The Two Types of Jukebox Musicals: Which One Is More Successful?

While musicals featuring pre-existing music have been around for decades and decades, the “jukebox musical” genre was born on Broadway with the debut of Mamma Mia back in 2001.

And when that show blew up, not only on Broadway but all over the world, many a Producer (not to mention a few music companies) lined up to take their shot at creating the same kind of phenomenon.

Some have worked . . . like Jersey Boys and Beautiful.

And others have not . . . like Good Vibrations and Lennon.

Since this season (and a bit of last season) seems to have an inordinate number of jukebox musicals (and since I’m in conversations about a show based on a superstar’s catalog myself) and since the jukebox musical has been the subject of serious debate with our big critics, I decided to do some “data diggin'” on the two types of “jukebox” musicals to try to determine which one was more commercially successful.

I sorted these types of shows into two buckets:

1 – A musical with a brand new story unrelated to the music.

2 – A musical based on the life of the songwriters or a “Bio Musical

And then I looked at the numbers.

Since Mamma Mia, we’ve had 19 “jukebox” musicals open on Broadway (and for this research, I did not including Summer or Head Over Heels, since their fate has yet to be determined).

11 of those musicals or 58% have been “new plot” musicals.

8 of them or 42% have been “bio musicals”.

And now we get to the interesting part.

The average # of total performances for the run of all 19 musicals is 762.

The average # of performances for the new plot musicals is 408.

The average # of performances for the bio musicals is 1198.

And how does that translate to commercial success?

Of the 19 jukebox musicals, 6 recouped or 31.6%, which is above the 20% industry average for recoupment, suggesting there is a commercial advantage to a musical with a pre-existing catalog.

But which type of jukebox musical is more successful?

Only 18% of the new plot musicals recouped (2 out of the 11) . . . which is below our industry average of 20%.

A whopping 44.4% of the bio musicals recouped (4 out of the 9).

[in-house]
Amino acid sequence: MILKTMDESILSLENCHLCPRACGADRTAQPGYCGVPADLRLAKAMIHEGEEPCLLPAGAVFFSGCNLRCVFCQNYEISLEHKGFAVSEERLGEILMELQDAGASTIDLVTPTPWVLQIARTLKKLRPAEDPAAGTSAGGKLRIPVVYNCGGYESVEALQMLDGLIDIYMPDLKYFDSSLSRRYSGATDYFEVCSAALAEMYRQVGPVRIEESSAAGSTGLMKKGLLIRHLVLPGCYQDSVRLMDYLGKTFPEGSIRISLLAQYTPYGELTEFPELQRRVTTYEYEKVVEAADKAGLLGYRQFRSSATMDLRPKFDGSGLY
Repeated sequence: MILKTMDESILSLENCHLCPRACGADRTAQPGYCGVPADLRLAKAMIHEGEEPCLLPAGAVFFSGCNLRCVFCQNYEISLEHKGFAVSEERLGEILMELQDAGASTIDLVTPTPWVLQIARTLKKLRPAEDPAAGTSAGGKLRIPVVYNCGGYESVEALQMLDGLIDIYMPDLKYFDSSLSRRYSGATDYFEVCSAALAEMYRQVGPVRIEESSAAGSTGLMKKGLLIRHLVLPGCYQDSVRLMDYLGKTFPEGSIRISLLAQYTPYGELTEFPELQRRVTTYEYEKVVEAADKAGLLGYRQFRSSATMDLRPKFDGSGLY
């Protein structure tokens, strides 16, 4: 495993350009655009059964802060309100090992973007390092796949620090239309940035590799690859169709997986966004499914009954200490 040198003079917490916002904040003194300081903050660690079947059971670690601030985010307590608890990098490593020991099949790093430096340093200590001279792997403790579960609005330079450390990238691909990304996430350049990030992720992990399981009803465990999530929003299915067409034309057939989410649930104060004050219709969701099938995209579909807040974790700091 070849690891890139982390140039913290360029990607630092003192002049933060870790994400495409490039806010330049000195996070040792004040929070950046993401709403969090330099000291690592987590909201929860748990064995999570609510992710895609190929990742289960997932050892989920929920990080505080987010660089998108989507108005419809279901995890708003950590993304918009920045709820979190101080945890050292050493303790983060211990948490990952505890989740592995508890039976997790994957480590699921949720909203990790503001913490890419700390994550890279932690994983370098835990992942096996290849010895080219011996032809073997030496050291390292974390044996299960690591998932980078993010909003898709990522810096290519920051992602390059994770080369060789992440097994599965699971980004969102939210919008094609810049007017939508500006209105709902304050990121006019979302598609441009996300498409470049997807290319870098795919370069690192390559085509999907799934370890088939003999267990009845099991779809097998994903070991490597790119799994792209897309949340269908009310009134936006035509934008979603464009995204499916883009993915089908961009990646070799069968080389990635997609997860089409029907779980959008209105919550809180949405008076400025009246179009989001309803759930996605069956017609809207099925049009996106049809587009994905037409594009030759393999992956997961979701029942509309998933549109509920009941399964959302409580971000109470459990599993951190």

Takeaway?

The bio-musical has proven a more commercially advantageous subset of the jukebox musical genre (which is ironic, considering there have been more attempts at musicals with a new plot).

But in this biz, just when a trend emerges something comes along to break it.

And with the super good buzz on the upcoming Jagged Little Pill and Girl From The North Country, we could see a shift in these stats in next twelve months.

I’ll be around to update these stats a year from now so stay tuned.

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Comments
  • Michael DiGaetano says:

    Which are the ones with an original story?

  • Jane Seaman says:

    Thanks so much, Ken. This has gene much discussion amongst my college musical theatre students. This was valuable information! As you said, the juke box musical has been around for decades….look at all the Gershwin posthumous creations. Not one has been a biomusical. Maybe it’s time George and Ira got one ABOUT them?!

  • Jane Seaman says:

    Thanks so much, Ken. This has generated much discussion amongst my college musical theatre students. This was valuable information! As you said, the juke box musical has been around for decades….look at all the Gershwin posthumous creations. Not one has been a biomusical. Maybe it’s time George and Ira got one ABOUT them?!

  • Robert Winthrop Talmage says:

    Most of the time, the artist’s backstory on the road to fame, fortune and sometimes personal destruction is so much more compelling than a flimsy attempt to weave a scattershot catalog of songs together and create a coherent, cohesive tale. In sum, story and song working together wins the day. RWT

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